MH-inspired Modular Homes in Demand for Campuses, Workforce Housing, Communities
The manufactured housing industry is at it again, bringing new concepts in housing to the forefront. And this time, Adventure Homes has a hunch that its “two is better than one” concept will find success in communities, at worksites, and on college campuses.
Duplex homes, as the Indiana-based company sees them, use a HUD code envelope. However, the homes are built to modular specifications and provide a pair of residences rather than one.
“We have a prototype that has a one-bedroom and a two-bedroom residence in a 16 by 76’ envelope, and a duplex sectional that has a pair of two-bedroom residences in a 28 by 64’ envelope,” said Rich Rice, general manager of Adventure Homes.
Though the homes work within a manufactured home envelope, Rice said, they have to be built to modular specifications because HUD-code calls for its homes to be single-family residences.
Rice said duplex homes offer the company’s customers “another wrinkle, another approach” in factory-built housing.
Where Do Modular Duplexes Go?
Rice said he and the production team at Adventure envisioned a place for the new factory-built duplex homes on college campuses and at or near large worksites in rural settings, where housing stock is short or nonexistent.
However, the potential for duplex housing in manufactured home communities also has been broached with industry leaders and the state of Ohio. In the fall, Adventure Homes organized a meeting with the Ohio Department of Commerce that included UMH Properties, a large regional owner and operator of communities, as well as the Ohio Manufactured Homes Association.
“We are pursuing mods in communities both in Ohio and in Indiana with both existing state statues and new legislation,” Rice said. “The Indiana Association is drafting new legislation and we have verbal commitments from more than one legislator to help sponsor a bill. Minnesota already has statues that allow modular coded homes in communities,” Rice said.
In late November, the Ohio Department of Commerce announced that modular homes would be allowed in the state’s manufactured home communities. Part of that announcement included provisions for inspection and approval by a local housing authority as it pertains to local modular code and site-built additions.
Modular homes are permitted in Ohio manufactured home communities under the following guidelines:
- The manufacturer’s plans for the modular homes are approved through the Ohio Board of Building Standards’ (BBS) Industrialized Unit Program.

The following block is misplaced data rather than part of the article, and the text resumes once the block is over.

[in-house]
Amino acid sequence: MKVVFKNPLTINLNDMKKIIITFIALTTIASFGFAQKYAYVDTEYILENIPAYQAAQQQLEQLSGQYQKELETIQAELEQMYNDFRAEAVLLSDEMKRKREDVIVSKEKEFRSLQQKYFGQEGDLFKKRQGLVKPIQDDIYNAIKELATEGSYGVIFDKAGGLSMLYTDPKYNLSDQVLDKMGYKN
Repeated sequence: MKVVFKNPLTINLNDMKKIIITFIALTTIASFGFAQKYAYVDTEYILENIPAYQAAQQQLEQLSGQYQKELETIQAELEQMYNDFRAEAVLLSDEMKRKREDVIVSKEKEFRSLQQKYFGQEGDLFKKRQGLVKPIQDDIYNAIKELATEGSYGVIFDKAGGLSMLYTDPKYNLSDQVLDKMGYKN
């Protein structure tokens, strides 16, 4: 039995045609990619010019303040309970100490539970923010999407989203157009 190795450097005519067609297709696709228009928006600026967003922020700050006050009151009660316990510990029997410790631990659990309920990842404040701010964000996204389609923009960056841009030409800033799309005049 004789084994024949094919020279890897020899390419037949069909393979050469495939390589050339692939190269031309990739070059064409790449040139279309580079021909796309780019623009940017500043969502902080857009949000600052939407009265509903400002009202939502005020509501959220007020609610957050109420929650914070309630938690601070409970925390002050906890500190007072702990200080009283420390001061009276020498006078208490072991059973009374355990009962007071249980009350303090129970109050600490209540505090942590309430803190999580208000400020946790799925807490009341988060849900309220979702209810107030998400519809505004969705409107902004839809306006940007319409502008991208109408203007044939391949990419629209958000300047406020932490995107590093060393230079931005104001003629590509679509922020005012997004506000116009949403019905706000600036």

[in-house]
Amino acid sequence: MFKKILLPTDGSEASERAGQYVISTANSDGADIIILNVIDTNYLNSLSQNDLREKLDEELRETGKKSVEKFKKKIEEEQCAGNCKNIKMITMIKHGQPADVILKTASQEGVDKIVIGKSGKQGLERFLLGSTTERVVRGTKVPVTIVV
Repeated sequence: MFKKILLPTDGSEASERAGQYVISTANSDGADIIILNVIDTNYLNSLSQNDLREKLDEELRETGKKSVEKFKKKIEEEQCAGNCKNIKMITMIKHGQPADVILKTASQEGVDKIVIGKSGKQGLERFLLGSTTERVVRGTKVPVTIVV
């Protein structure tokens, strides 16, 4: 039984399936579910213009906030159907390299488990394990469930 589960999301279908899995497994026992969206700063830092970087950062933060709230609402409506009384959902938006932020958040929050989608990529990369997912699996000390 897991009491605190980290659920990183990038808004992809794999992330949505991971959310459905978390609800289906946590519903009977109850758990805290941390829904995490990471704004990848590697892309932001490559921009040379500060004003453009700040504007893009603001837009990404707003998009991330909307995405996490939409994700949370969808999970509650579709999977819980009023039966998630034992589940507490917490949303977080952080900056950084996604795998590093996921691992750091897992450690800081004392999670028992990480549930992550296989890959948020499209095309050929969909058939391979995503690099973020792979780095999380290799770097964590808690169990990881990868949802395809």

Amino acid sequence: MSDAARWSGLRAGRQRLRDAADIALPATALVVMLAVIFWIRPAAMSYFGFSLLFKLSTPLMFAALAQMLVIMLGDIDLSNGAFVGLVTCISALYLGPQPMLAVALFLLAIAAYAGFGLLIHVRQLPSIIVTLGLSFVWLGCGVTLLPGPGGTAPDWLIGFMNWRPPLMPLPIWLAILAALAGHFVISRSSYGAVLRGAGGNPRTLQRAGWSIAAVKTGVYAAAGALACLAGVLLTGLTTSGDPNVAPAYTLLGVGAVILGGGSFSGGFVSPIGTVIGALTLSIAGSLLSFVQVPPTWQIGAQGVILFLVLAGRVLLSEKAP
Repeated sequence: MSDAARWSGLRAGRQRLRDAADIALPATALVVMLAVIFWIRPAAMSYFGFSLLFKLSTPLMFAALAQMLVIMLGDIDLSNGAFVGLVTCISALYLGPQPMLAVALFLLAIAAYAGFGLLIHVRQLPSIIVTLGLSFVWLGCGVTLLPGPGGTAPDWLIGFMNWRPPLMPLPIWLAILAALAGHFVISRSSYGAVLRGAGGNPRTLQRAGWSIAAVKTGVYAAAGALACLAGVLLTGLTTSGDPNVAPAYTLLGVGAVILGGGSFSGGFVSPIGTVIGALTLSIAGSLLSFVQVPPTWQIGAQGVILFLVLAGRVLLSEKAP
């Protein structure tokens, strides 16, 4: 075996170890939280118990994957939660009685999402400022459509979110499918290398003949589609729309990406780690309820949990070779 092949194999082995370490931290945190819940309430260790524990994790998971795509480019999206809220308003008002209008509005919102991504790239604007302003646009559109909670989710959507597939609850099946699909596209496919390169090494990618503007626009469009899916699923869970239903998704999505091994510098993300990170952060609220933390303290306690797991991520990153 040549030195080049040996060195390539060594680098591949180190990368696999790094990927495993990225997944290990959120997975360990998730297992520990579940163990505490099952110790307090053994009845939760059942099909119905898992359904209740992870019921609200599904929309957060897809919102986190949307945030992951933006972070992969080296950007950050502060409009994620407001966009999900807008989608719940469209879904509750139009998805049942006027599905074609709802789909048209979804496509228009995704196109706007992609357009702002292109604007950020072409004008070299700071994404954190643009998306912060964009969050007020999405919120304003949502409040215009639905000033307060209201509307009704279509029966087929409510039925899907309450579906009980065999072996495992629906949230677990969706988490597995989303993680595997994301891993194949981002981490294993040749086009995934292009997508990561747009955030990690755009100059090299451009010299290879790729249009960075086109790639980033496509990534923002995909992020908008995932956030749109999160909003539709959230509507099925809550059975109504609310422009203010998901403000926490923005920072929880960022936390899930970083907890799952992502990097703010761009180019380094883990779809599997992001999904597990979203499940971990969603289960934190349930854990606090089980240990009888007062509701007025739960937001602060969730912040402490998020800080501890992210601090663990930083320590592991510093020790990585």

- Modular homes are placed on a non-manufactured housing lot in a manufactured home park.
- The development plans for placing the modular home in the park are approved by the Ohio Department of Commerce Division of Industrial Compliance (DIC).
Rice said suitable financing for modular homes placed in a community still needs to be worked out, which could take until mid-2020. The company also has been in talks with a community in Champagne-Urbana, Ill., whose owners are open to the concept and are willing to work on the effort in Illinois. Rice said officials in that part of Illinois have cited a rapid increase in enrollment at area colleges as a primary need for new, readily available affordable housing.
“We’re going to have to work out each eventuality and figure out where the speed bumps are, and work our way around it and keep moving forward,” Rice said of lending questions and particulars with various local governments. “If everyone is on this, we should be able to get it done.
“We’re seeing the old adage change, the prejudices (against factory-built housing) start to disappear because local governments are beginning to see this more clearly as the solution to their housing dilemma,” he said.
Bringing New Modular Duplexes to the People
Rice said, as with anything new, the company will manage the ebb and flow of negotiations on the concept. The two duplex homes are among the seven Adventure Homes put on display at The Louisville Show.
“We have 220 people who absolutely have a passion for what we’re doing here, and it’s our job to take it outside the walls,” Rice said. “It’s going to be a learning process, and we’ll all adjust.”